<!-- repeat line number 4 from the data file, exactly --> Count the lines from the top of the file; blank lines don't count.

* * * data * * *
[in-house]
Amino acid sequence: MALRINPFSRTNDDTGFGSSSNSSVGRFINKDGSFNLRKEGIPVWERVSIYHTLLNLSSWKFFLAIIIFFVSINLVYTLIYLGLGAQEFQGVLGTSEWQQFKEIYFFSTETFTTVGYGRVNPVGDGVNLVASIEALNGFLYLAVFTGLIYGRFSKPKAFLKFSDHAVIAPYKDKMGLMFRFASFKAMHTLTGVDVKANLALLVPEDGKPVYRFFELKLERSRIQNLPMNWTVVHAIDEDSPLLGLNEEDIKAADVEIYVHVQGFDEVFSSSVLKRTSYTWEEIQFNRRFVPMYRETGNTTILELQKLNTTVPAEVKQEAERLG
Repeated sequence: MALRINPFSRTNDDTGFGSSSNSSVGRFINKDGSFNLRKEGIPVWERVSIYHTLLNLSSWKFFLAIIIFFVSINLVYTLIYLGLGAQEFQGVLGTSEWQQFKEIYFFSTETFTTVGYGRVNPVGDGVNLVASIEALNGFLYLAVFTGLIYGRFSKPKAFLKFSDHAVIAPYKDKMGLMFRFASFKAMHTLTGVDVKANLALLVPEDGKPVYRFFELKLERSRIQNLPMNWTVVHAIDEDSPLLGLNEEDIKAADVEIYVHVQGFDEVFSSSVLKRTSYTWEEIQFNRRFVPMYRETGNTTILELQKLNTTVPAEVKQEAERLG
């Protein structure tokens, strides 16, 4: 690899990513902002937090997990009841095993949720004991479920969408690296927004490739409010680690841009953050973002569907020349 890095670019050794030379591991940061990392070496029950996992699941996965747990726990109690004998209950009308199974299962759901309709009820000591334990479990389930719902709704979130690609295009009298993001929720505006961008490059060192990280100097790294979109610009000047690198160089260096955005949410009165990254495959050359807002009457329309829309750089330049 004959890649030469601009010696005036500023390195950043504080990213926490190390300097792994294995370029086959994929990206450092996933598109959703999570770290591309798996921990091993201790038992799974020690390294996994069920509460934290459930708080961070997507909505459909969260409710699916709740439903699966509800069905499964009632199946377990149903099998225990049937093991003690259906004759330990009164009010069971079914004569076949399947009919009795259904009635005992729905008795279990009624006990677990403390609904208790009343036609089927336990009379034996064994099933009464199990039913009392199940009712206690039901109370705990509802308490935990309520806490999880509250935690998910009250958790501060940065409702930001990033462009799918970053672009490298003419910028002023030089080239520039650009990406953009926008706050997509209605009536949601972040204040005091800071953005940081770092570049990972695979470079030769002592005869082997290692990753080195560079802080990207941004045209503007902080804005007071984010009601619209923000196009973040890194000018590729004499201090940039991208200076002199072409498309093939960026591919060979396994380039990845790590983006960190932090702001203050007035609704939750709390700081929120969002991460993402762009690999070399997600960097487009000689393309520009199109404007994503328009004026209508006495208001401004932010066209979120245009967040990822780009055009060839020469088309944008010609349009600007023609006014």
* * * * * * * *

């Protein structure tokens, strides 16, 4: 690899990513902002937090997990009841095993949720004991479920969408690296927004490739409010680690841009953050973002569907020349 890095670019050794030379591991940061990392070496029950996992699941996965747990726990109690004998209950009308199974299962759901309709009820000591334990479990389930719902709704979130690609295009009298993001929720505006961008490059060192990280100097790294979109610009000047690198160089260096955005949410009165990254495959050359807002009457329309829309750089330049 004959890649030469601009010696005036500023390195950043504080990213926490190390300097792994294995370029086959994929990206450092996933598109959703999570770290591309798996921990091993201790038992799974020690390294996994069920509460934290459930708080961070997507909505459909969260409710699916709740439903699966509800069905499964009632199946377990149903099998225990049937093991003690259906004759330990009164009010069971079914004569076949399947009919009795259904009635005992729905008795279990009624006990677990403390609904208790009343036609089927336990009379034996064994099933009464199990039913009392199940009712206690039901109370705990509802308490935990309520806490999880509250935690998910009250958790501060940065409702930001990033462009799918970053672009490298003419910028002023030089080239520039650009990406953009926008706050997509209605009536949601972040204040005091800071953005940081770092570049990972695979470079030769002592005869082997290692990753080195560079802080990207941004045209503007902080804005007071984010009601619209923000196009973040890194000018590729004499201090940039991208200076002199072409498309093939960026591919060979396994380039990845790590983006960190932090702001203050007035609704939750709390700081929120969002991460993402762009690999070399997600960097487009000689393309520009199109404007994503328009004026209508006495208001401004932010066209979120245009967040990822780009055009060839020469088309944008010609349009600007023609006014």